Tuesday, May 29, 2018

The Restless Wave

The Restless Wave: Good Times, Just Causes, Great fights, and Other Appreciations (Simon and Schuster, 2018) is Senator John McCain's latest (and presumably final) political/personal memoir, co-authored with McCain staffer Mark Salter, who has collaborated with McCain on several books. (The book's title is taken from the Navy Hymn: Eternal Father, strong to save, Whose arm hath bound the restless wave.) 

I have never voted for McCain and can't imagine any circumstance in which I would likely do so. Nor have I ever read any of his previous books. In our present, polarized, hyper-partisan political culture that would normally be a reason not to read such a book.  It is a tribute, perhaps, to McCain's personal and political impressiveness, to what his personal and political character have represented - or at least to what he has at his best wanted to represent - that this is just the sort of book that one should be reading right now as a partial antidote to our poisoned, hyper-partisan political culture. Whatever his other qualities or faults, McCain, in terms of his personality and character, manifestly represents the antithesis of Donald Trump.

For McCain, "among the few compensations of old age is the acuity of hindsight," and it is in that spirit that he tries to recount key chapters in the last decades of his career. Of course, there is the story of the 2008 campaign. He still defends Sarah Palin and her selection as his running mate (a choice some would argue helped move his already problematic political party even further along the destructive road to where it is now). Even so, he highlights his original preference for Democrat Al Gore's 2000 running mate, fellow Senator Joe Lieberman, who was both a friend and "shared the same worldview and concerns." Having been dissuaded at the time from choosing him as a running mate for fear of dividing the Republican party, he says he still wishes he had done so, still believes "that a McCain Lieberman ticket would have been received by most Americans as a genuine effort to pull the country together for a change."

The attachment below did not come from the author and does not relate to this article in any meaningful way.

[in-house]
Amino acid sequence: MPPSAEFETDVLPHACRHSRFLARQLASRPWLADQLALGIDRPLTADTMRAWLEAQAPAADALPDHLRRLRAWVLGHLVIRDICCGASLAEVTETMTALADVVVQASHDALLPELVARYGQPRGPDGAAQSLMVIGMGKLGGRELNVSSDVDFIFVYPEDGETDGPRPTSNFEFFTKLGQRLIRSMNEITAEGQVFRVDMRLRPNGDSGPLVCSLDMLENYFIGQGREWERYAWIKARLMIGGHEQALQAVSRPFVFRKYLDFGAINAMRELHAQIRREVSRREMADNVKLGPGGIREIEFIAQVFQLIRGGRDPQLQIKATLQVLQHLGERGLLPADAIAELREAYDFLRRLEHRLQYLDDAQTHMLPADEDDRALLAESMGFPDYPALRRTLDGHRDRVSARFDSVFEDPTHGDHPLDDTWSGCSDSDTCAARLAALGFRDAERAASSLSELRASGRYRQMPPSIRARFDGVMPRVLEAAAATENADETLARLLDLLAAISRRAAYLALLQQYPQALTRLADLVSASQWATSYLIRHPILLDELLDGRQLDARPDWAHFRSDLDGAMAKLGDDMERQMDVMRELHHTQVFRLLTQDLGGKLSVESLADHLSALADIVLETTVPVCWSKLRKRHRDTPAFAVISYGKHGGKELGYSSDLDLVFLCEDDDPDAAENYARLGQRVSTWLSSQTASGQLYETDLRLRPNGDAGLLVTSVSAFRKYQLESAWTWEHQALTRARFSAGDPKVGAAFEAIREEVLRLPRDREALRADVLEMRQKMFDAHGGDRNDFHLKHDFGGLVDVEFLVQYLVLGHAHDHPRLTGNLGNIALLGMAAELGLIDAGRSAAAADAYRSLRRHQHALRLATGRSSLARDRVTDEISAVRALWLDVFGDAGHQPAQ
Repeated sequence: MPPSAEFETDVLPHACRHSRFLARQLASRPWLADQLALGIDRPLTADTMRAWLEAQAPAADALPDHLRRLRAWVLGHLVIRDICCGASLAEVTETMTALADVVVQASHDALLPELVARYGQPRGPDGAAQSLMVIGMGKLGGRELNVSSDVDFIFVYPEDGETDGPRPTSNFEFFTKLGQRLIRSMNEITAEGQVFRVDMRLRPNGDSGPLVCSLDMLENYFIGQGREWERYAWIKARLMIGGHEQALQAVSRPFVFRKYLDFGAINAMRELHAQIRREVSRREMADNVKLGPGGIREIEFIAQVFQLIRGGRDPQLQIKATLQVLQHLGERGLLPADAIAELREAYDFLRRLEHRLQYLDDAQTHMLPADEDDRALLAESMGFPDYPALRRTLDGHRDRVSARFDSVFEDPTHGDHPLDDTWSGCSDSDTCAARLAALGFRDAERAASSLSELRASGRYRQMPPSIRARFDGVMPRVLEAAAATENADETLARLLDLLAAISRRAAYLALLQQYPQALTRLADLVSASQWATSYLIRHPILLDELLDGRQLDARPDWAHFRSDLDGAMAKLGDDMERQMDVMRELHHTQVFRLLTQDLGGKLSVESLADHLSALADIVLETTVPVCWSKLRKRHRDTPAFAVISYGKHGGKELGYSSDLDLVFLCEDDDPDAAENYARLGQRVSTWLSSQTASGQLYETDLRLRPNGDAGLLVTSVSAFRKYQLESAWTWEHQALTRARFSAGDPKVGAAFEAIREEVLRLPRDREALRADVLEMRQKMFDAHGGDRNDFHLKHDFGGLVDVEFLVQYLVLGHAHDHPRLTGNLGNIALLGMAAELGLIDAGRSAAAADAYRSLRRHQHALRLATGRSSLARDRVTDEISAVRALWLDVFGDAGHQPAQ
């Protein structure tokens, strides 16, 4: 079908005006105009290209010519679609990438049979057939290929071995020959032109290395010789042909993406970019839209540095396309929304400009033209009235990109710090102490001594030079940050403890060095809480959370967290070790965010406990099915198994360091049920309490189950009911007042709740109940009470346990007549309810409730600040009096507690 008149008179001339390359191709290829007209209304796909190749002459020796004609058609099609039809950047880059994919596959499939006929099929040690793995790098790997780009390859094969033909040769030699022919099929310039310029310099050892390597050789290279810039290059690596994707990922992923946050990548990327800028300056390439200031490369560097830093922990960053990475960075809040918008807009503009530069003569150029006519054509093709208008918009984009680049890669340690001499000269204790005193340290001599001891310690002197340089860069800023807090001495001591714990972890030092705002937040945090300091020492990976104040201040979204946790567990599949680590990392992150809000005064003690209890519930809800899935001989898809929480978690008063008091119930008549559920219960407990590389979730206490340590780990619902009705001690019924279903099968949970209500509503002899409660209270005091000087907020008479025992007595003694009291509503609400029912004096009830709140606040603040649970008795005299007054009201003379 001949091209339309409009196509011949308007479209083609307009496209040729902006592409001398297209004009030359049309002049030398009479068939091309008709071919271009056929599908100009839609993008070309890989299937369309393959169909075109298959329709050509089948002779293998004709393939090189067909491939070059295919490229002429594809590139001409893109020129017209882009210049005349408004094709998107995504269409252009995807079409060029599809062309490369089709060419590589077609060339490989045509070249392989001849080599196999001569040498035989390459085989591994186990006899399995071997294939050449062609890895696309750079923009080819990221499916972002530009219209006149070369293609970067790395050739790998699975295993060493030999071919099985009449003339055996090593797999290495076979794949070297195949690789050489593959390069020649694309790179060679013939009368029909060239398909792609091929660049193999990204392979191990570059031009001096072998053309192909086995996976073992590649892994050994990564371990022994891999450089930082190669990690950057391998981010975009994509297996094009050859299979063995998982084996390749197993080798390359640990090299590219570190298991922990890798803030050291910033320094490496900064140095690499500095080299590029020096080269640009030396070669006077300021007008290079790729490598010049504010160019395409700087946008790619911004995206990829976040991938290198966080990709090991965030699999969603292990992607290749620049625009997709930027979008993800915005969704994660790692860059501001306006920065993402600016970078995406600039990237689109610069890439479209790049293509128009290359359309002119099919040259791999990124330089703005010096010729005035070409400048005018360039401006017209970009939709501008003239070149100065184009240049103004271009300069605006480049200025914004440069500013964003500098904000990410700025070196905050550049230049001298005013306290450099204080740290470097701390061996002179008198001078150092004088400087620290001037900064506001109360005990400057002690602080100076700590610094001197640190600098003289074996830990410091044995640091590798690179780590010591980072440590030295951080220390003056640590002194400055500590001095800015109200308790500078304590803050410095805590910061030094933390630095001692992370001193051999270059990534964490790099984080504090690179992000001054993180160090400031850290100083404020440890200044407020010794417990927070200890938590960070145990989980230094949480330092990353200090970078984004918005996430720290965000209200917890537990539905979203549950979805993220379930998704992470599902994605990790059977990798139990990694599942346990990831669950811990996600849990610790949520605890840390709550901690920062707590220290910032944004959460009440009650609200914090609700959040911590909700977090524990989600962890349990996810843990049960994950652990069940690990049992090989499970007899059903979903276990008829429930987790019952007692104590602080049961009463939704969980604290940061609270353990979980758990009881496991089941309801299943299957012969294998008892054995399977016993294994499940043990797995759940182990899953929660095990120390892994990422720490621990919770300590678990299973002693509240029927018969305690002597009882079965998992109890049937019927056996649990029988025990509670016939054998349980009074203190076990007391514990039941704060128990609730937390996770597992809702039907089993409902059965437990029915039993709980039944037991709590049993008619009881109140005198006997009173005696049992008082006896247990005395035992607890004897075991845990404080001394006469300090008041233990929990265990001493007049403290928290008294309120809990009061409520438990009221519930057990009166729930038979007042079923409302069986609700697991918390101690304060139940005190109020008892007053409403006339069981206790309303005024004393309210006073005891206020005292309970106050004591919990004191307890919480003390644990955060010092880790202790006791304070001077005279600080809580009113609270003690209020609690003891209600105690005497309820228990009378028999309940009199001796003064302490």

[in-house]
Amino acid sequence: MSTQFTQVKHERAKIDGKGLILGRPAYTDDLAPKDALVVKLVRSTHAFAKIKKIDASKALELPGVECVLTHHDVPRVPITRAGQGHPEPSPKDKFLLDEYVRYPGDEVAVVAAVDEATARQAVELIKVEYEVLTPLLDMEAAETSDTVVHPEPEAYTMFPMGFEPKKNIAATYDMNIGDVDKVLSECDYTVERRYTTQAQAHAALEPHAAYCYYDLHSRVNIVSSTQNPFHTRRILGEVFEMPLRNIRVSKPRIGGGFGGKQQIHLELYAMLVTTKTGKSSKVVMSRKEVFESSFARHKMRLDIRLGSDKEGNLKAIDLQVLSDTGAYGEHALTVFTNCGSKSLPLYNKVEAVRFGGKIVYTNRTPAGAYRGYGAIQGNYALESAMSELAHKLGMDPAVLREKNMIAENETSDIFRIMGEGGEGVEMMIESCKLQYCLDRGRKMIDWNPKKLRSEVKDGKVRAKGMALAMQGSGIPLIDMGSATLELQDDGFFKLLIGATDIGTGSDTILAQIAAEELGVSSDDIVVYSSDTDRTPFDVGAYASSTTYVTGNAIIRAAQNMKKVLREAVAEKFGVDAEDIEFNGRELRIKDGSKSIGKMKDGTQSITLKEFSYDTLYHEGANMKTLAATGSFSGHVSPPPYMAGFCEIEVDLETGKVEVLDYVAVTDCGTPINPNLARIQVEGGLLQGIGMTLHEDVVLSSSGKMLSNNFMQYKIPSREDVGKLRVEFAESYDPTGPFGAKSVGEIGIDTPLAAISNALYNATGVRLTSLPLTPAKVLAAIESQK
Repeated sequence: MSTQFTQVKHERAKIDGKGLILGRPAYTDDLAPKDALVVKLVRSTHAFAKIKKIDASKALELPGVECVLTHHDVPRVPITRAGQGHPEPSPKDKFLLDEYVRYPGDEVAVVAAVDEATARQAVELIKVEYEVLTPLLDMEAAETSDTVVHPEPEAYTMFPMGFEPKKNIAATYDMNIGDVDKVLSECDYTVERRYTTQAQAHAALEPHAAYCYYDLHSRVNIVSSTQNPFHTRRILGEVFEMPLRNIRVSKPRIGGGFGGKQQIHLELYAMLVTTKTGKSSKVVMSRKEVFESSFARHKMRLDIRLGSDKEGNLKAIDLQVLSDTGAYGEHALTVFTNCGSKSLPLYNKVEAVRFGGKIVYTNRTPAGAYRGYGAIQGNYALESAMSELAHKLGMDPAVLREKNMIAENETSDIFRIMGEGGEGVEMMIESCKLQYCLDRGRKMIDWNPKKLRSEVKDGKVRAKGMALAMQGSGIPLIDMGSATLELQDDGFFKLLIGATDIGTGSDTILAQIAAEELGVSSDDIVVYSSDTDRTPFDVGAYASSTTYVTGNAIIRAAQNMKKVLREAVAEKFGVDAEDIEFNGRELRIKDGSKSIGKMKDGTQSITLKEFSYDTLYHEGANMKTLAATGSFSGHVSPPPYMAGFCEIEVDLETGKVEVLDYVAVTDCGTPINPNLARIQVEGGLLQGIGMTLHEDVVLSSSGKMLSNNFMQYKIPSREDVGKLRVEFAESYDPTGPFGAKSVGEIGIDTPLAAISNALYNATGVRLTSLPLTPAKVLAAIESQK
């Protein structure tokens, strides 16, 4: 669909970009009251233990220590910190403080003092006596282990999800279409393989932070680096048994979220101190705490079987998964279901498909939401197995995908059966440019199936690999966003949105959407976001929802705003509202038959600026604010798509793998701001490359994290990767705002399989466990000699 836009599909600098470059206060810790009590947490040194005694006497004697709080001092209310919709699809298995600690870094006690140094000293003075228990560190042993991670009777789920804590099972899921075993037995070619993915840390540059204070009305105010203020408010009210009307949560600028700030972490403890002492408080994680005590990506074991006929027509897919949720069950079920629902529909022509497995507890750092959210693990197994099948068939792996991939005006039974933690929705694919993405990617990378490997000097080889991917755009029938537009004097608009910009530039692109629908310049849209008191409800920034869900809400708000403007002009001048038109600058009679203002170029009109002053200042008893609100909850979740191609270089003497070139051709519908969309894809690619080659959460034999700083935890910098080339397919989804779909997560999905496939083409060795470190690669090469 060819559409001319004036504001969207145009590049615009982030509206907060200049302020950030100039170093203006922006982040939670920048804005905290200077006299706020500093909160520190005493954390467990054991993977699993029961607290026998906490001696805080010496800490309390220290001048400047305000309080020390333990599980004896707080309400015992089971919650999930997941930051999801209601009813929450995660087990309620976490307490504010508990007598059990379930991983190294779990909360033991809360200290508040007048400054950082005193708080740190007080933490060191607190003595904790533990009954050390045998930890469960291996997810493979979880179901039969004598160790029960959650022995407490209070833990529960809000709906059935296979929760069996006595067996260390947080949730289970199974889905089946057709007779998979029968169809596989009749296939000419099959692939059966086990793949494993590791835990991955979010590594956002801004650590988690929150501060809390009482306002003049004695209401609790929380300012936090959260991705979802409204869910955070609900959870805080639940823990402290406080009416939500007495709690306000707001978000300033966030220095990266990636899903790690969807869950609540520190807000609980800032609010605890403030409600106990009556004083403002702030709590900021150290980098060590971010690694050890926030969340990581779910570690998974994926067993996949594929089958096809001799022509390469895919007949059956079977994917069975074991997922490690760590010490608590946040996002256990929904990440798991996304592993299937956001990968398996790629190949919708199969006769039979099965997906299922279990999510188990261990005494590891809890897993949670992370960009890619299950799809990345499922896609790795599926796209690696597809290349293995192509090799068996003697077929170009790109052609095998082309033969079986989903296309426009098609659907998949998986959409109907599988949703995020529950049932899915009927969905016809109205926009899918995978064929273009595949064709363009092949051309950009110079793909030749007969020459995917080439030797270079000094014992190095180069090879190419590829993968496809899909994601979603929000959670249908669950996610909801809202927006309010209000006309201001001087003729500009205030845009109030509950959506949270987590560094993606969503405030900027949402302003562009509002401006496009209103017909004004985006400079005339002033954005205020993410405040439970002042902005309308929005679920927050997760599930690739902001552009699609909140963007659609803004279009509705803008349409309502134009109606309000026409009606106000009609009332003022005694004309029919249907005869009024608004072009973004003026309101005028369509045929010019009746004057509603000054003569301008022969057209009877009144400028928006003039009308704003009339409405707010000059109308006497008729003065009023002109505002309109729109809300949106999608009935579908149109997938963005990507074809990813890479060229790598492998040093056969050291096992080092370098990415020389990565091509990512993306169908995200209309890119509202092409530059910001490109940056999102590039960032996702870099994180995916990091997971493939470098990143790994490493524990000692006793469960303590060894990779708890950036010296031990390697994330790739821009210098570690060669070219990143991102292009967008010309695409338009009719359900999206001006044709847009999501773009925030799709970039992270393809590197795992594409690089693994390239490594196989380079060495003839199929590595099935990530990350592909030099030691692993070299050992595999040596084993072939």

That more or less captures much of the book's spirit - a flare for independence (his famous image as "maverick"), his ambivalent relationship with his own party, his openness to working with Democrats, and his commitment to a politics that is different from what we have now (but in some ways more reminiscent of what it once was earlier in his career). He emphasizes his opposition to torture, his advocacy of the "surge" in Iraq, his take on the problematic "Arab Spring," his fight for campaign finance reform (and his negative view of Citizens United and the Court that unwisely decided it), his commitment to comprehensive immigration reform, his strongly interventionist foreign policy positions (so different from both Obama and Trump, both of whom represent the  semi-isolationist wings of their respective parties), especially regarding Vladimir Putin and Russia's "nostalgia for empire," the importance of long-term commitment to what he understands as fundamental American values in foreign affairs, and finally his own battle with cancer.

Of particular interest are his assessments of Hillary Clinton, whom he had gotten to know and work with in the Senate and whom he calls his friend, Barack Obama, whom he respects on various levels but whose foreign policy he found flawed, and Ted Kennedy, with whom he had an almost model, bipartisan relationship, personally and politically.

Those personal relationships reflect his commitment to a more traditional congressional style. Speaking of the Senate's 2006 immigration bill, which passed with 62 votes (38 Democrats, 23 Republicans, 1 Independent), he says: "It was major legislation passed the only way most major legislation is ever passed: with a broad bipartisan majority built on compromises both sides could live with and good faith on the part of the senators most involved." He believes that the current political dysfunction is "getting little done for the country, which exacerbates voters' alienation from Washington, which encourages them to elect more people to Washington determined to stop any compromise, and block genuine progress on anything." 

On immigration specifically, he attributes the failure to achieve comprehensive immigration reform "to the misinformation and downright lies that enflame opponents, which have only gotten more pervasive and more inflammatory over the last decade."

The public is already largely familiar with McCain's positions on bipartisan cooperation and getting things done through "regular order," but his insistent advocacy of them at this point as part of his final legacy may be his most significant contribution to that cause. 

in conclusion, he celebrates " a happy life lived in imperfect service to a country made of ideals, whose continued success is the hope of the world."

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